Still, the pill re­mains far and away the most com­monly re­ported method. One re­cent anal­y­sis of Aus­tralia’s 2001 Na­tional Health Sur­vey, pub­lished in the Jour­nal of Bioso­cial Science (2007;36:735-44), showed that more than three-quar­ters of all women aged 18-49 had used the con­tra­cep­tive pill, in­clud­ing more than half of those un­der age 20.

A spray might over­come some of the prob­lems as­so­ci­ated with other meth­ods, Bate­son said. ‘‘ Con­tra­cep­tive patches, for ex­am­ple, do come with their prob­lems, par­tic­u­larly in a coun­try like Aus­tralia where peo­ple go to the beach a lot. A once-a-day spray is a very at­trac­tive op­tion. You can’t smell it or see it, and you can ad­min­is­ter it your­self.’’

Women may also be in­ter­ested to know that the Acrux spray-on tech­nol­ogy has very close ties to sun­screen.

The prod­uct’s roots can be traced back some 20 years, to the labs of re­searchers Bar­rie Fin­nin and Barry Reed from the Vic­to­rian Col­lege of Phar­macy, now part of Monash Univer­sity.

The two men were look­ing for ways to de­liver drugs across the skin us­ing creams or

in lo­tions, and had tried a host of ap­proaches when they de­cided sun­screen to the mix.

‘‘ We were look­ing at things that might con­trol hy­per­pig­men­ta­tion of the skin,’’ Fin­nin re­calls. ‘‘ We dis­cov­ered that when you in­clude sun­screen in the prepa­ra­tion, the other drugs you in­cluded got across.’’

Soon, the re­searchers dis­cov­ered that the chem­i­cals do­ing the job of fer­ry­ing drugs across the skin were a group of mol­e­cules de­signed to block ul­tra­vi­o­let light.

‘‘ It is just a co­in­ci­dence that they also have th­ese other prop­er­ties,’’ said Fin­nin. ‘‘ It’s just dif­fer­ent to add one of those for­tu­nate things. I would like to say I was clever enough to have pre­dicted it, but I didn’t.’’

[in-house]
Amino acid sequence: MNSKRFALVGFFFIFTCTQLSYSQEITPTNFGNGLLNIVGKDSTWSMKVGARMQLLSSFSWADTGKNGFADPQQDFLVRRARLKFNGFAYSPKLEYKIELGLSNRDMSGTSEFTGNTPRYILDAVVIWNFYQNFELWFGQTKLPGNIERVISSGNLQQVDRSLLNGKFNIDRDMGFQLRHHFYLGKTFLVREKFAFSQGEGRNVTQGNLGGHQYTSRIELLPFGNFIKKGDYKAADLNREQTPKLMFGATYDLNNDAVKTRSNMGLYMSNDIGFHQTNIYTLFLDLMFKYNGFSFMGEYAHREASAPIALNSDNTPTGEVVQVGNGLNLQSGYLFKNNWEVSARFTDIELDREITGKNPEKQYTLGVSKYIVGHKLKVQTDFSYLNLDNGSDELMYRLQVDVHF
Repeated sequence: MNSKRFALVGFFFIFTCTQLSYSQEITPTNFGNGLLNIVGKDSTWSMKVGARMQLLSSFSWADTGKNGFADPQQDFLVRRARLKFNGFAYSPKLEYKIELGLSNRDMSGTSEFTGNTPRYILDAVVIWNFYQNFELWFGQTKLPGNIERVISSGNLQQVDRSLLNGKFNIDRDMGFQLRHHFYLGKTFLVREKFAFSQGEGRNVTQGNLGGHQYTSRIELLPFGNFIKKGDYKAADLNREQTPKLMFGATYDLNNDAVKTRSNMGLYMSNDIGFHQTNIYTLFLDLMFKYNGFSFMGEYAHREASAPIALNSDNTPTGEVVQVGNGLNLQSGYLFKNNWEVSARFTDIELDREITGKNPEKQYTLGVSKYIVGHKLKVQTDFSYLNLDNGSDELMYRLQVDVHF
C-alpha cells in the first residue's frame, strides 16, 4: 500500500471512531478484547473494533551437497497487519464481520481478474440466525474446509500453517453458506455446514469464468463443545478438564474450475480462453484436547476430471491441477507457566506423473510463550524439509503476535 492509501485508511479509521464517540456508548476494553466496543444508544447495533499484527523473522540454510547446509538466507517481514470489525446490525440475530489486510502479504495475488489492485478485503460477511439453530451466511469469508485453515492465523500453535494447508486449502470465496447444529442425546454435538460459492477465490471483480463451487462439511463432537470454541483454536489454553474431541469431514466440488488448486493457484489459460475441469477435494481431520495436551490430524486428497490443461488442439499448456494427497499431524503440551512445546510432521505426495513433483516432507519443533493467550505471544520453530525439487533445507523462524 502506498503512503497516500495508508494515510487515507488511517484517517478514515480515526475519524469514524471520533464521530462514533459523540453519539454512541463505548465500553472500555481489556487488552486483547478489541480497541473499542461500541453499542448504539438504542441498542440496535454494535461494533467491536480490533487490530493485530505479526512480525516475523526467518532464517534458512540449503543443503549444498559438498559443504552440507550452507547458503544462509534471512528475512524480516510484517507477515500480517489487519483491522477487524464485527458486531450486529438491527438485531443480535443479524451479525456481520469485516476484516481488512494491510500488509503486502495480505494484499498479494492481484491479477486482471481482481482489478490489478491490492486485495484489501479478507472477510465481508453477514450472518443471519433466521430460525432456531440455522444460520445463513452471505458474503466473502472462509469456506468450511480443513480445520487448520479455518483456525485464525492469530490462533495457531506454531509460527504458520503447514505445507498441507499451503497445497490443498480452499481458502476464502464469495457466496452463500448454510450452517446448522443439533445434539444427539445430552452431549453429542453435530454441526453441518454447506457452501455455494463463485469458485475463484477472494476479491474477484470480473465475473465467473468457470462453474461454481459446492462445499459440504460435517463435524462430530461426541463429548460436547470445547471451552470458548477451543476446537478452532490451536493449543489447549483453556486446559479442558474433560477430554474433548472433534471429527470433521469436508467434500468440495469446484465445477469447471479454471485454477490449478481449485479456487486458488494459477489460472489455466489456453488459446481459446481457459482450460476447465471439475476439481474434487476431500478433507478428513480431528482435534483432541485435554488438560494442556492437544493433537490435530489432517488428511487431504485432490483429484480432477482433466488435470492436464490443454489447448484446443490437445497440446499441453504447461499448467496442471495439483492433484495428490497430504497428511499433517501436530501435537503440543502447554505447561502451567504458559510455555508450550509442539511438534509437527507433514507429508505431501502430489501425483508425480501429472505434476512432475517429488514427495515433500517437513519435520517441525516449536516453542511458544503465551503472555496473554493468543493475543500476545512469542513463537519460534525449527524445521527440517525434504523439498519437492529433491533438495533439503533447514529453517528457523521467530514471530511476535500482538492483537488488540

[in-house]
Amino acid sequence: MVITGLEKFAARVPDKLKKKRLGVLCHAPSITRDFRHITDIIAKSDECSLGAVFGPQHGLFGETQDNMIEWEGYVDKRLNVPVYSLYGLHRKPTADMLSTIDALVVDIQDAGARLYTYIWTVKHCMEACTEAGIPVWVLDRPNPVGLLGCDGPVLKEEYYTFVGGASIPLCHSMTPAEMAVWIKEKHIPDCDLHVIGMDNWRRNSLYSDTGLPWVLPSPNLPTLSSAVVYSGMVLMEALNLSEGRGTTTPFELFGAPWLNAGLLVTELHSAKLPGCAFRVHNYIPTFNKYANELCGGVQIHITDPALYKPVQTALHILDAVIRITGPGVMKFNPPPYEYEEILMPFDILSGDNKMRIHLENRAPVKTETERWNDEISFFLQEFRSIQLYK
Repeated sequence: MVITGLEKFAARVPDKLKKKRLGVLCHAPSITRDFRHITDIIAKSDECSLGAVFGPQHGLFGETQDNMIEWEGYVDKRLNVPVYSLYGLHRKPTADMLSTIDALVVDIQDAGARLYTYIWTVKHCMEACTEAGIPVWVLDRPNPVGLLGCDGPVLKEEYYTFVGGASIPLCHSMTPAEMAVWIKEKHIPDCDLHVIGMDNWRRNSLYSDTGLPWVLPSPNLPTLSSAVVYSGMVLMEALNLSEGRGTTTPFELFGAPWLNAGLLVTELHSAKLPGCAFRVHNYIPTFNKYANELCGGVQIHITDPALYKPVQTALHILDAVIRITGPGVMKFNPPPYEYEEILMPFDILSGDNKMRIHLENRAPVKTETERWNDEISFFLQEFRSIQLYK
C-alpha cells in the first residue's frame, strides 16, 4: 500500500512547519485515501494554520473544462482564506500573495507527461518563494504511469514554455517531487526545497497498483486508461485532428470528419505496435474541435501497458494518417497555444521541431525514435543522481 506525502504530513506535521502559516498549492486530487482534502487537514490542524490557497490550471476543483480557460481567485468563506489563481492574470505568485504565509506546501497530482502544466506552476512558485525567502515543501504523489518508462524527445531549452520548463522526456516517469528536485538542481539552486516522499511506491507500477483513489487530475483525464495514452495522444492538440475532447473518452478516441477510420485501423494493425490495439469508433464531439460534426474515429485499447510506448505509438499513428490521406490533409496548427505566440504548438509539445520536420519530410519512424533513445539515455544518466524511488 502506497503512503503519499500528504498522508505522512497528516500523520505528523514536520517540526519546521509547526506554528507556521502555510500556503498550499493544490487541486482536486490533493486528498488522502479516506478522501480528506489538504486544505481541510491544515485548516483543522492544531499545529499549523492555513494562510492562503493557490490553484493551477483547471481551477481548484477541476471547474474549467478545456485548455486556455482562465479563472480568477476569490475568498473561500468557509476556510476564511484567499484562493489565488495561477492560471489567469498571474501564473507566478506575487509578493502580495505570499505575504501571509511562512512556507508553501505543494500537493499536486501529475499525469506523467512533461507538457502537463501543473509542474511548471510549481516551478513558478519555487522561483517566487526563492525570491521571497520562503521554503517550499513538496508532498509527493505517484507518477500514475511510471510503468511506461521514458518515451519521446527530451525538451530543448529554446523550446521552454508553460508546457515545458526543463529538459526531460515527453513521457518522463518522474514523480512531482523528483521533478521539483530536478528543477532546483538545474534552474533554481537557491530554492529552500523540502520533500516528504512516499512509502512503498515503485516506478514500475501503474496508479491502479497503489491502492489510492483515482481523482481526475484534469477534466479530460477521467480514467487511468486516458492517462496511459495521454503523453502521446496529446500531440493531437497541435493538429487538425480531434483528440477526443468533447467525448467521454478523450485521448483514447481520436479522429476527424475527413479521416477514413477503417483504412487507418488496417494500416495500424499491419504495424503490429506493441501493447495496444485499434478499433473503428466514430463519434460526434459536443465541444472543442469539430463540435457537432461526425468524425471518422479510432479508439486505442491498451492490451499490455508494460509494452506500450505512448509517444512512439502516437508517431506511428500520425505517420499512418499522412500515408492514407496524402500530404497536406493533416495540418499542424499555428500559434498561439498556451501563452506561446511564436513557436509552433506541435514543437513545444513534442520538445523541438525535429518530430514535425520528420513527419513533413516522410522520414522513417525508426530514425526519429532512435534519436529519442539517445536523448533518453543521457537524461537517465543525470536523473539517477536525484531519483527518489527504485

It may have been a fluke, but Fin­nin and Reed quickly re­alised its value. Then, a PhD stu­dent named Tim Morgan showed that if you de­liver the mix of sun­screen in­gre­di­ents and drugs via aerosol or spray, it in­creased their ab­sorp­tion through the tough outer lay­ers of the skin even fur­ther.

‘‘ At that time, we re­alised we had some­thing that was po­ten­tially very com­mer­cially valu­able,’’ Fin­nin said. By 1997 they had pro­vi­sional patents on their in­ven­tion, and in 1998 they founded Acrux to help raise funds for fur­ther re­search.

‘‘ It’s es­sen­tially an off­shoot of sun­screen tech­nol­ogy,’’ says Ian Fraser. He ex­plains that a dose of hor­mones de­liv­ered with the Acrux sys­tem is ab­sorbed across the outer lay­ers of skin within 30 sec­onds, and then sits in the deeper lay­ers of the skin where they are slowly re­leased into the blood­stream over the fol­low­ing 36 hours.

‘‘ You’ve got this reser­voir in the deeper lay­ers of the skin,’’he said. In the study his group pub­lished last year, there was still a sub­stan­tial amount of the con­tra­cep­tive in the blood­stream of the women 27 hours af­ter the fi­nal dose.

This slow-re­lease mech­a­nism might have a sig­nif­i­cant ben­e­fit for those women who find it hard to time the pill ex­actly.

‘‘ The ma­jor­ity of women miss a pill from time to time, and a mi­nor­ity miss a pill ev­ery month,’’ he says. ‘‘ Most of the preg­nan­cies that oc­cur with women who are tak­ing the pill are due to the dif­fi­cul­ties in re­mem­ber­ing to take it at a cer­tain time ev­ery day.’’

With a spray that builds up a reser­voir un­der the skin, ‘‘ it does mean that if you’re a bit late, or even miss your next dose, it doesn’t mat­ter so much,’’ Fraser said.

Ul­ti­mately Acrux would like to de­velop a con­tra­cep­tive spray that com­bines Nestorone with es­tro­gen, in the same way that the most widely used con­tra­cep­tive pills in­clude both es­tro­gen and pro­ges­terone.

CEO Jon Pilcher says test­ing of com­bi­na­tions is al­ready un­der way.

‘‘ We’re cur­rently run­ning a trial in Melbourne and Bris­bane with a daily com­bi­na­tion,’’ he says. Re­sults should be out by the mid­dle of the year.

those

Pic­ture: Amos Aik­man

Un­der trial: Doc­tor Edith Weis­berg with the Acrux spray-on ap­pli­ca­tor